Book Review: A Cry From Egypt
A brand-new author broke the mold. Her name is Hope Auer, and she’s achieved the seemingly impossible; in A Cry From Egypt, she’s written historically (and Biblically) accurate Christian fiction that leaps off the page and captivates the imagination as well as any secular tale.
A Cry From Egypt opens with Jarah, a young Hebrew slave in Egypt, just prior to the return of Moses. Jarah is confused about her faith, feeling pulled between the differing beliefs of her parents, and to some extent, the rest of her family.
Her mother, and older sister, Shayna, are often angry and cruel, and she has come to believe this is because they have taken on the traits of the Egyptian gods that they have accepted as their own. Her father and older brothers retain their devotion to the Hebrew God Yahweh, and see his power in the changes that are happening in their lives.
The religious divide within Jarah’s family personalizes the larger themes of the book as a whole that it echos, for A Cry From Egypt is the story of how God led Moses to seek the release of the Israelites from Egypt.
The truly mind-boggling thing is, we all *know* how the bible story ends – there’s no surprise there – but Ms. Auer brought us so deeply involved into Jarah’s story that we’re anxious to find out how HER story ends – and we’ve completely forgotten that it is a biblical story in the first place. Pure skill of a born storyteller, is what that is.
This is exactly the type of writing that the Christian fiction genre needs. Not fiction that is preachy, not fiction that is blatant and obvious, not fiction that has a few token things thrown in to make it “seem” Christian – but fiction that has a Christian heart and soul.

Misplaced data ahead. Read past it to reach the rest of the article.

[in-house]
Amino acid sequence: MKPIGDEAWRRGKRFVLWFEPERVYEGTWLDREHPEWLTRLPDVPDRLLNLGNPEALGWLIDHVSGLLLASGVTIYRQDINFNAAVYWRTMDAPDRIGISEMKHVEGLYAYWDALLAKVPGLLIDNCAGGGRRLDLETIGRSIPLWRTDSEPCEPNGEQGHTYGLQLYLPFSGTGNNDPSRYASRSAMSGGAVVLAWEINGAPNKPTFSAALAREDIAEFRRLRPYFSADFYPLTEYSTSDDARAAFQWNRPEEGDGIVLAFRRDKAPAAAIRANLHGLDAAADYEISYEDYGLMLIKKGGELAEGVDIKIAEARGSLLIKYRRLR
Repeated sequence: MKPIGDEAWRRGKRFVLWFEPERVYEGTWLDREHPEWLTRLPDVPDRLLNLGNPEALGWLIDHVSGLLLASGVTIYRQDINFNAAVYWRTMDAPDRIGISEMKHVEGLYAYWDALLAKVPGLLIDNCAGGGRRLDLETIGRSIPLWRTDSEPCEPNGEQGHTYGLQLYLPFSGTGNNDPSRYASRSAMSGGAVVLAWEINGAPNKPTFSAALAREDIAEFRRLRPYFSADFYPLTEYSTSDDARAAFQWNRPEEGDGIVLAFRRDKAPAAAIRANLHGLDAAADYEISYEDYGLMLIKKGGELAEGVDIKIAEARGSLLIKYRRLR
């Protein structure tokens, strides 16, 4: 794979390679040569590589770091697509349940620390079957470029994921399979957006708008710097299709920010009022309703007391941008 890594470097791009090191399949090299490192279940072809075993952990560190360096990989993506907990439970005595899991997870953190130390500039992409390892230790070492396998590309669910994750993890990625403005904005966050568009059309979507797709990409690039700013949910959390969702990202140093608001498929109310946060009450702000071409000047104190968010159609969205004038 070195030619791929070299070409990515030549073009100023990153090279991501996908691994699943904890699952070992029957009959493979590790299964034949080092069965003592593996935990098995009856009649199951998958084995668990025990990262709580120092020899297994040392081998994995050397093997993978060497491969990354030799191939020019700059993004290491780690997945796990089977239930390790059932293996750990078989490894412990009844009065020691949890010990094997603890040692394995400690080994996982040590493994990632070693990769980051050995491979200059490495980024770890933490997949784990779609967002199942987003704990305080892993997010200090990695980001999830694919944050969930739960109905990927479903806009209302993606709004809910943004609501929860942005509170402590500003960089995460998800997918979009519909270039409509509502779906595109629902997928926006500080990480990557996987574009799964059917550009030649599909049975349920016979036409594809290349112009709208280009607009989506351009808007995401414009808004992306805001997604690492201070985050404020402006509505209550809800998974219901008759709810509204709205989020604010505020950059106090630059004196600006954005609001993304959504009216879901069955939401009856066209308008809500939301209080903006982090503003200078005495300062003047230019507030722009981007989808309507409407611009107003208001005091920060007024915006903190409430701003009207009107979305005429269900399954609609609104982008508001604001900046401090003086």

And when that fiction is so pure and rich and dazzling that even my 16-yr-old “won’t touch anything that seems formulaic or preachy unless I make him” kid promptly devours it and tells me I HAVE to order the next one…
…well, the consensus around here is, please, Ms. Hope Auer, hurry up and write book 2 in The Promised Land Series. We were ready to order it the day after book 1 arrived, and we hope you have a long, prolific writing career planned.
A note on content: A Cry From Egypt is recommended for ages 8 and up. Because slavery is a primary theme, and, due to A Cry From Egypt‘s historically accuracy, there are some descriptions that may bother younger or sensitive readers. Parents should be prepared to pre-read the book before giving it to their children, discuss these issues, or whatever method of handling it is desirable for their family. It isn’t, by any means, gratuitous violence, or anything graphic – merely setting the scene and emotional mindset of the era and the characters.
Shipping is free, so an advanced readers copy of A Cry From Egypt is just $12.50. Though it’s called an “advanced reader’s copy”, that doesn’t mean cheaply made – the 9″ x 6″ perfect-bound book has a glossy color cover and nearly 200 pages of quality paper – it’s printed to last.
Other Schoolhouse Crew members reviewed Children in Church: Nurturing Hearts of Worship, another title that is soon-to-be-released by Great Waters Press. It’s a guidebook for bringing not just bringing your children *to* church, but to actively involving them *in* worship, and making the experience a positive one for the whole family. Advance reader copies are $12.00 with free shipping.